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Home » August 2007 Game CommentsAugust 2007 » Killers


Game 109: August 3, 2007
Red Sox 4 L: Mike Timlin (1-1) 66-43, 1 game losing streak
23-9-4 series record
WinMariners 7 W: Sean Green (5-1)
H: Mark Lowe (2)
H: George Sherrill (17)
S: J.J. Putz (32)
60-47, 2 game winning streak
21-13-3 series record
Highlights: David Ortiz committed horrible acts upon the baseball last night. It wasn’t enough that a cow gave its hide for the ball; Ortiz also had to punish it further with his 3-for-5 showing. The designated hitter homered in the third and knocked an opposite field RBI single in the fifth. There was also a two-out single in the seventh but it came to naught.

Aside from alternative music and coffee, Seattle also distinguishes itself for being the stomping ground of several renown serial killers. Theodore Robert Bundy and Gary Leon Ridgway, the Green River Killer, are two of the most notorious.

Bundy was born in Vermont but spent most of his formative and young adult years in the Seattle area. While attending various universities in Seattle, Bundy held a wide array of positions: bagboy at Safeway, suicide hotline volunteer, and, upon his graduation from the University of Washington with a degree in psychology, a staffer for the the state’s Republican Party. He was accepted to law school at the University of Utah. An intelligent and solicitous-seeming, he would lure women by pretending his arms was hurt and getting them to help him.

Like Bundy, Ridgway was born elsewhere (in Utah, oddly enough) but spent much of his life in the environs of the Emerald City. He was one of the most prolific murderers, confessing guilty to 48 murders but likely responsible for more. Coarser than Bundy, he specifically targeted prostitutes since he couldn’t charm his victims to be alone with him otherwise.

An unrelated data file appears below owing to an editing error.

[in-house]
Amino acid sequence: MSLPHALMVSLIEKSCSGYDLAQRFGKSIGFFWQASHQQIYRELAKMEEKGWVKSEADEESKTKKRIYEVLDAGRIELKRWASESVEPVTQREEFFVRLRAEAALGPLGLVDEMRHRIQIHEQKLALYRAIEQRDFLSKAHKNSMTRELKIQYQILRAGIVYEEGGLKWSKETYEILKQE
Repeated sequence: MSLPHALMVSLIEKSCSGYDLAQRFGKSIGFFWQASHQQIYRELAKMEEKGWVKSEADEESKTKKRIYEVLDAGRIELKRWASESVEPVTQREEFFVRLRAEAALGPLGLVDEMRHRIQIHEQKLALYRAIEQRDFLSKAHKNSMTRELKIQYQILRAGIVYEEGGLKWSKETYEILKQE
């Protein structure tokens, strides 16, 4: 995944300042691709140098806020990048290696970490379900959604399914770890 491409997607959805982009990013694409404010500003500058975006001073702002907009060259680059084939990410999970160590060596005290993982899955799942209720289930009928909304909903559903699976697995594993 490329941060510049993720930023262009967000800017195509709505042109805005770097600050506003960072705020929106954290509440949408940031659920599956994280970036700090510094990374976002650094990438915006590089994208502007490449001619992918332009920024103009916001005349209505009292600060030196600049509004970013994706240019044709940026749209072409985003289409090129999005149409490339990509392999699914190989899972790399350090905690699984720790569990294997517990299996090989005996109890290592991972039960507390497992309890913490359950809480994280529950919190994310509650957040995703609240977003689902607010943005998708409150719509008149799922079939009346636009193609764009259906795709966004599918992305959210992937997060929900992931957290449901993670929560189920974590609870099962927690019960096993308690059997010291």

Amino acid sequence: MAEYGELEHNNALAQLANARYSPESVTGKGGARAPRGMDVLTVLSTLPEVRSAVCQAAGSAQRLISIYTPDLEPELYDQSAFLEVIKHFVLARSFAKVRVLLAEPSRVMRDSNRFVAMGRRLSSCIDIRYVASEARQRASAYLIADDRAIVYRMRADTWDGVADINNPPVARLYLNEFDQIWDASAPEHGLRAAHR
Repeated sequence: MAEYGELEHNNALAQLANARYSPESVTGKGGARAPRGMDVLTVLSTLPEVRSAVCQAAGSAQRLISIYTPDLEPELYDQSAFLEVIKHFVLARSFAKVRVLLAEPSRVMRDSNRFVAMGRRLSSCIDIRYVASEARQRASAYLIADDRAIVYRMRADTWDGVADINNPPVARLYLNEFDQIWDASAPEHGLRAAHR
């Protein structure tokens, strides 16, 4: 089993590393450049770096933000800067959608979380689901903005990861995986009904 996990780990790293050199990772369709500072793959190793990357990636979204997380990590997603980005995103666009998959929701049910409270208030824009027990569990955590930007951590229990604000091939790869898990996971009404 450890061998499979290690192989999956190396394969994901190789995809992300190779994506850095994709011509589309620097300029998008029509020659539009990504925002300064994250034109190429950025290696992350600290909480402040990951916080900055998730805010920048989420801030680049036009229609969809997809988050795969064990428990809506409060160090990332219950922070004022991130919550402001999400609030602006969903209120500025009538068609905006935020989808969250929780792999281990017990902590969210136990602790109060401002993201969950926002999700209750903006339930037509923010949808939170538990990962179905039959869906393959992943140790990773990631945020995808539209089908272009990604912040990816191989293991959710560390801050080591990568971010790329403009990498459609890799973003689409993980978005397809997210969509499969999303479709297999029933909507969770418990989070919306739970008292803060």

Reading about serial killers proved more intriguing than last night’s game and just slightly more gruesome.

Jon Lester’s sort-of homecoming fell short of expectations. If this were later in the series, if his pitcher weren’t playing in a place close to his heart (which happens to be a pitchers’ park), if it weren’t the last man in the lineup in the box, Terry Francona probably would have pulled Lester in the fourth.

But it was Yuniesky Betancourt, of all players, a hitter from the nine hole. Just like how Bundy was merely a likable law student or Ridgway was just a good old boy looking for some evening fun.

Seattle’s shortstop had a monstrous night. His three-run jack in the fourth was impressive but he also plated the go-ahead run in the sixth. With his respectable stat line for a middle infielder (.287 BA, .311 OBP, .393 slugging), it’s bizarre that Betancourt is batting so low in the order.

In the first two innings the Red Sox loaded the bases but only a single run resulted from that abundance of baserunners. Manny Ramirez made a baserunning blunder in the first. He went too far on Mike Lowell’s single to right and was caught loitering at third for the second out.

Dustin Pedroia grounded into a 6-4-3 double play in the second inning with the bases jammed and no out. One run scored but Kevin Youkilis also grounded to short to end the top half of the inning.

These trips to Safeco rarely end well but Boston has two more games to turn the series around.

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